JIS News

Food and Agriculture Organization (FAO) Representative for Jamaica, Bahamas and Belize, Dr. Dunstan Campbell, urged government and non-governmental organizations as well as other stakeholders to come together to address the issue of food security in Jamaica.
Citing reports, he said that “Jamaica produces enough food to feed everyone; this is good news. The bad news however, is that everyone is not fed.”
“We have to keep remembering that more food is not the answer; the answer is access to food, so therefore we have to work towards getting those who do not have access today, the access to food,” he stated at the FAO’s 2007 World Food Day Awards ceremony held recently at the Knutsford Court Hotel in Kingston. According to Dr. Campbell, major stakeholders, including government and non-government organizations, have been mandated to focus on the human right to food “and come up with an agenda for moving the issue forward.”
“I must say that quite a significant amount of work is done here in Jamaica already with regards to this, but some more work has to be done,” he stated.
In the meantime, he informed that the Caribbean Food and Nutrition Institute (CFNI), which has been leading the process in carrying out food assessment and food vulnerability analyses since 2004, is working on several projects that target specific interest groups, including persons most affected by poverty, low income households, and schools. He said the Institute is “now moving into the HIV/AIDS group, trying to provide nutritious food to this group of people.”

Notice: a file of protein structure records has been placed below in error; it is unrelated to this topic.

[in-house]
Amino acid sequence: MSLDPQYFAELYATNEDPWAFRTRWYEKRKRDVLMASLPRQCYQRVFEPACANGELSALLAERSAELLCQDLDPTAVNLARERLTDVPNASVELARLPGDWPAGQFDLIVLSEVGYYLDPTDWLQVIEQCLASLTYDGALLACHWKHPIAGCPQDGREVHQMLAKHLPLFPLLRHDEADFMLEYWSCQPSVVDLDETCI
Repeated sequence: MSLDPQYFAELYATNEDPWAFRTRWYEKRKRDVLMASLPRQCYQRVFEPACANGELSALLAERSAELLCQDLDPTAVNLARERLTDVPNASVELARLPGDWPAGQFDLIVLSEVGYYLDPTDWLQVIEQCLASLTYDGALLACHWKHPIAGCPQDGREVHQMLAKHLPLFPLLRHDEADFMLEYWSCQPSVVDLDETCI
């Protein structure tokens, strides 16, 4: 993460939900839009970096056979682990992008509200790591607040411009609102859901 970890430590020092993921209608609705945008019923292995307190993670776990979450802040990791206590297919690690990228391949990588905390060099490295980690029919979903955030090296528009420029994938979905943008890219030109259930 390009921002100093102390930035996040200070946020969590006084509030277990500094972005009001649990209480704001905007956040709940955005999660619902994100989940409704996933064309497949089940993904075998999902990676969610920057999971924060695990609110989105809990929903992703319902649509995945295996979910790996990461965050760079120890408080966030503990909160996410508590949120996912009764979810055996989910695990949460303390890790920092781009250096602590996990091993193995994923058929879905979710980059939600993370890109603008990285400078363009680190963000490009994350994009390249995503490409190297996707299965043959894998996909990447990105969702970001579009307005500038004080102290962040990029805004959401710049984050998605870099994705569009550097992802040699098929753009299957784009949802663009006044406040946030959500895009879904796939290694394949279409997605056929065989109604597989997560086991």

The FAO Representative also pointed out that healthy eating has been identified as a critical issue by the CFNI and could be a part of a new thrust for the award ceremony next year.
In the meantime, Grace Kitchens; food, nutrition and lifestyle consultant, Dr. Heather Little-White, and the Christiana Potato Growers Association, were specially recognized for demonstrating the creative use of affordable food items and the innovative use of technology, in keeping with the World Food Day theme: ‘The Right to Food’.
Other awards were presented to winning primary, all-age secondary and vocational institutions and homeowners in the Rural Agricultural Development Agency’s (RADA) school garden and backyard garden competitions.
Treadlight Primary in Clarendon; Claremont All-age in St. Ann; and Bellevue Primary in Trelawny, placed first, second and third respectively in the primary and all-age schools category; while Robert Lightbourne High in St. Thomas; Port Antonio High in Portland; and Westwood High in Trelawny, took the first three places in the secondary school category.
For technical and vocational institutions, Ebony Park HEART Academy in Clarendon placed first, followed by Dinthill Technical from St. Catherine and St. John Basco in Manchester.
The winning institutions walked away with cash prizes of $15,000; second place recipients, $10,000; while $8,000 went to third place holders. They also received certificates and trophies from the FAO and the Ministry of Agriculture.
In the meantime, Leety Bailey of Moneague, St. Ann was honoured for having the best backyard garden, while four-time winner, Lena Clarke of Mineral Heights, Clarendon and Suzette Clarke-Dehaney of Hanover, placed second and third, respectively.
The FAO awards for 2006 were also presented to the Santoy Farmers Group, a Hanover-based contract farming group that supplies hotels with food, and young agricultural entrepreneur, Luke Lee for his use of technology in farming.
The annual World Food Day Awards seeks to celebrate those schools, individuals and organizations from the private sector that have contributed toward food security, some of whom are using technology to address the issue.

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